Riverview School District's Salad bar includes local cucumbers, sweet peppers, beans and purple carrots.
A peek at Riverview School District's colorful salad bar.

Pe Ell and Riverview School Districts - Farmers, schools taste potential partnerships - Capital Press 

Wahkiakum County Extension Office Nutrition Education Program worked with J A Wendt Elementary School and The John C Thomas Middle School to present a Farmers Market eventFarmers brought samples and displayed farm information for students to visit and receive stamps on their "Passports" with info for each farm attending. Students sampled fresh apple slices,  applesauce,  salmon dip on crackers,  cheese,  smoothies made with kale, banana, apples and milk, a variety of local produce was sampled from cut up raw veggies, like carrot, pepper, radishes, and fresh roasted beets and new potatoes, and kale chips.  Farmers present that day, were surprised by the willingness of the students to try new foods.

Student at Wahkiakum's Taste Washington Day Farmers Market.
A student looks on during the Farmers Market event in Wahkiakum.

Waitsburg School District served an all local lunch with beef, fruit, vegetables, grain, and cheeses all sourced within a 10 mile radius.  This was their first time celebrating Taste Washington Day!

Auburn School District hosted a tasting table at Rainier Middle School, and were joined by Farmer Amy Moreno-Sills from Four Elements Farm, where students enjoyed samples of fruits and vegetables, including Four Elements Farm carrots with tops.

Nutrition Director and Farmer stand at display table full of produce for Taste Washington Day
Auburn Child Nutrition Director and Four Elements
Farmer Amy Moreno-Sills at the Taste Washington Day table.

Ridgefield School District celebrated Taste Washington Day at all five of their schools, serving chicken drumsticks, red roasted rosemary potatoes, kale salad, whole wheat rolls and fresh pears and nectarines.  A local organic farmer from Northwest Organic Farms visited and displayed their organic produce and gave out samples of Asian Pears from their gardens.

Lunch plate with chicken, roasted potatoes and kale salad displayed with Governor's Taste Washington Day Proclamation and table tent.
Ridgefield School District's Taste Washington Day lunch display
includes the Governor's Taste Washington Day Proclamation.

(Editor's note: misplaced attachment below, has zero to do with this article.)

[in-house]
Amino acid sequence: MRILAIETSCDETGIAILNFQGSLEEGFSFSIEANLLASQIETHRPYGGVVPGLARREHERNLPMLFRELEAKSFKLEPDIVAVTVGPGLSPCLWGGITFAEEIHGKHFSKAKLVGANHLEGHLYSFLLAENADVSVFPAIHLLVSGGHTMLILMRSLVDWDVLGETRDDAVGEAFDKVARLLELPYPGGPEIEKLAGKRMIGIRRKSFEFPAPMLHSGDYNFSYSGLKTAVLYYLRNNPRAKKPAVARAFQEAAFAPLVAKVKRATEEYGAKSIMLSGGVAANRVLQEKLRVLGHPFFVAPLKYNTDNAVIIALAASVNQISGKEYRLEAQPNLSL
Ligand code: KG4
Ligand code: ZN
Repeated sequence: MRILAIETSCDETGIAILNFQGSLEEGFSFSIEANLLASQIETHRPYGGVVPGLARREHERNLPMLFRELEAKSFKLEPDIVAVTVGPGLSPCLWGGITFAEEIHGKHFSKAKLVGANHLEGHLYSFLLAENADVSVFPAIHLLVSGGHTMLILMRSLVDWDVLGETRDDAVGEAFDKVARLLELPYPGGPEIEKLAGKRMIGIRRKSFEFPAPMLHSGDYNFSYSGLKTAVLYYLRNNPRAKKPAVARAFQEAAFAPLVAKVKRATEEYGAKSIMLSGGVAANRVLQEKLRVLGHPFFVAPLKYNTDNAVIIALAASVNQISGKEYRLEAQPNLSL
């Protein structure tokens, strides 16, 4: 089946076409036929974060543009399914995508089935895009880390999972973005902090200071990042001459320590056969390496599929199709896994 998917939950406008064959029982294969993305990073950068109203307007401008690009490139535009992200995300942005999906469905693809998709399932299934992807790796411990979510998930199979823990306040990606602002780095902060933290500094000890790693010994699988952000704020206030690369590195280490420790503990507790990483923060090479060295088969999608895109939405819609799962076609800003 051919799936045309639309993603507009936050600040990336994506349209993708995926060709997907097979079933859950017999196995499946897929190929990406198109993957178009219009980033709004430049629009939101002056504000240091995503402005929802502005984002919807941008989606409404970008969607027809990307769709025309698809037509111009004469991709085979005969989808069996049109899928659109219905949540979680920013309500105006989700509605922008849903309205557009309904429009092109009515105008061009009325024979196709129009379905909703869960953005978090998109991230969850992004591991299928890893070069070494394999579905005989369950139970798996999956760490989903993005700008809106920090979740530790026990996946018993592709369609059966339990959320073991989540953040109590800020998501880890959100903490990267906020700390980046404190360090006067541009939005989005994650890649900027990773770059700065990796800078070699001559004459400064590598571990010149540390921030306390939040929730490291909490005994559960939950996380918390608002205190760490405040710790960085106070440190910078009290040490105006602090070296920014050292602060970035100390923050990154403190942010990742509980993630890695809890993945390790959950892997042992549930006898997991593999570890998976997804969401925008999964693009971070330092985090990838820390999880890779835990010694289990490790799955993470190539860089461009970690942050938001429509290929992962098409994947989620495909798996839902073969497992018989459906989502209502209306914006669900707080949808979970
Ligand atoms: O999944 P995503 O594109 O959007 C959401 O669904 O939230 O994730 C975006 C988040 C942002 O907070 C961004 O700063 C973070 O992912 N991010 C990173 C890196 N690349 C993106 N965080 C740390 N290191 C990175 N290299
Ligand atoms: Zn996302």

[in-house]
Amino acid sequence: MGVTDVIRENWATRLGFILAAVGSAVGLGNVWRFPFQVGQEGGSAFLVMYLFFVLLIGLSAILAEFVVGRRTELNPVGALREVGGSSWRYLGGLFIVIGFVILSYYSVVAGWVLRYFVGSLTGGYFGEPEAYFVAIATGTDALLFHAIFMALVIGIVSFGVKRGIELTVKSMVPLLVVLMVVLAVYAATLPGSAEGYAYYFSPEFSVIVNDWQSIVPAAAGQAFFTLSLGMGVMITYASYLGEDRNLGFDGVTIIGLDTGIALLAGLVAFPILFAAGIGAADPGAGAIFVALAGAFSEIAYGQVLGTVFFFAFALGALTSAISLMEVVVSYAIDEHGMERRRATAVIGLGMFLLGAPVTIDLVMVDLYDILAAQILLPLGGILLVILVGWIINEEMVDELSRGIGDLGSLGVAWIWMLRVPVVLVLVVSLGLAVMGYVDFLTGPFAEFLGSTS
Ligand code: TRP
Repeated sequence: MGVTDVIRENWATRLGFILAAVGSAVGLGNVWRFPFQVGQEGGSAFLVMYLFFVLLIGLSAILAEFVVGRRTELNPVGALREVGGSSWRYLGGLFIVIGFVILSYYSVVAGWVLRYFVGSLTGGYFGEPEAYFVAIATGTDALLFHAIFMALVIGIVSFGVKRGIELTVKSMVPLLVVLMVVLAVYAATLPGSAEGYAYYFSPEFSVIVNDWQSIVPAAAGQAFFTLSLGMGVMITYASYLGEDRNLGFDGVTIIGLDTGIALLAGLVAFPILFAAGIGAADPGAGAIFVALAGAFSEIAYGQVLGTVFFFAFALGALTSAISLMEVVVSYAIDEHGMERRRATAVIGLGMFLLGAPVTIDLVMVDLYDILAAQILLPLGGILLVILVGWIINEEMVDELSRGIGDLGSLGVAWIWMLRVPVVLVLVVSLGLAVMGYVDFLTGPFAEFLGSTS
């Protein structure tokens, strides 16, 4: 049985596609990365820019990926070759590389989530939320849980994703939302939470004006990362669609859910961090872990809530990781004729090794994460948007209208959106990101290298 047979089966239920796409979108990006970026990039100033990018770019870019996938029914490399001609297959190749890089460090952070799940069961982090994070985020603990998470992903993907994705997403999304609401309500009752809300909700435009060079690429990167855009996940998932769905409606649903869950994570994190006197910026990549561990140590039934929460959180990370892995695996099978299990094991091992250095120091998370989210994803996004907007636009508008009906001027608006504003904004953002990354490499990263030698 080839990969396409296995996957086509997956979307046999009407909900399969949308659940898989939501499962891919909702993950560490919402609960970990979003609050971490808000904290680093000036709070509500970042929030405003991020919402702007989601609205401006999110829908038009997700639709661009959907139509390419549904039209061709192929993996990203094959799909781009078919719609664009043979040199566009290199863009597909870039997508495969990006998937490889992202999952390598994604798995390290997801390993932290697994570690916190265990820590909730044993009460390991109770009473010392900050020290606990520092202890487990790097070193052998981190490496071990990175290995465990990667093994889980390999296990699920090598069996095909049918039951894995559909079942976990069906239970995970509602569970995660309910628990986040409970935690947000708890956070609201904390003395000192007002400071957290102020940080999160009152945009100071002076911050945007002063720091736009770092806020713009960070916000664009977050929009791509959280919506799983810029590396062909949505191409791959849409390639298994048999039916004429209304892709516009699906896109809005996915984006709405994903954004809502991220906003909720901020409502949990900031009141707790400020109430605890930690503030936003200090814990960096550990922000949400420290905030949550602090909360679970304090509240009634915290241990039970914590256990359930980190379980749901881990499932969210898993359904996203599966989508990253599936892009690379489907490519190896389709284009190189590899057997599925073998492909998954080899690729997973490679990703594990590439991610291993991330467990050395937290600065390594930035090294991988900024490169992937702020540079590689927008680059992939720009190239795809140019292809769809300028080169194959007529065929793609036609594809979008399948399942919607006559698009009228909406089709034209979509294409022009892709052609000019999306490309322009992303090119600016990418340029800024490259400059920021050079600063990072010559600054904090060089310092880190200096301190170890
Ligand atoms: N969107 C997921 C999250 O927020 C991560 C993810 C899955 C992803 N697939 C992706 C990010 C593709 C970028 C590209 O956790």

Vancouver School District Fort Vancouver High School students celebrated Taste Washington Day as their 1st Annual International Harvest Day in their garden.  Students and staff brought potluck dishes made with veggies and fruit grown in their garden.

Seattle Public Schools served a Washington-grown lunch featuring Palouse lentil sloppy joes from Columbia bean Company, with a variety of local foods.
lentils from Moses Lake Cucumbers from Auburn and Nectarines and red peppers from Wapato
A sign promoting the local offerings in Seattle.

Cascade School District served Cloudview EcoFarms fingerling potatoes and fresh salad greens from Hope Mountain Farm in Plain.  They also posted farmer posters and menus to celebrate.

Monroe School District served a local salad from Willie Green's.  Later in October, they are also hosting a lunch with a Willie Green's farmer.  Bonus: an article from a farmers market event the district held in August - http://www.snoho.com/news_archives_2014/news_082014.html (look down the page a bit on the news page!)

Sign from Monroe Cafeteria with words: Willie Green's Organic Baby Greens with Washington Apples and Apple-Shallot Vinaigrette Sign from Monroe School District's Taste Washington Day

Ephrata School District served sliced apples and fresh pluots from American Produce Express in six schools.  Two elementary schools visited Cloudview Farm for farm field trips.

Wahluke School District served an assortment of fruit in elementary, junior, and high schools, including pears and apples from Tonnemaker Hill Farm, nectarines from Magana Farms, apples from K&C Farms and pluots from American Produce Express.  Diane, the nutrition director, wore a pear costume and visited K-2 students.  October menus promoted Taste Washington Day and National Farm to School month.

Governor Proclaims October 1st 2014 Taste Washington Day!

Friday, September 28, 2012

Taste Washington Day 2012

September 26, 2012 was Taste Washington Day!

Schools around the state received media coverage of their diverse events:

Spokesman-Review - Washington produce featured on school salad bar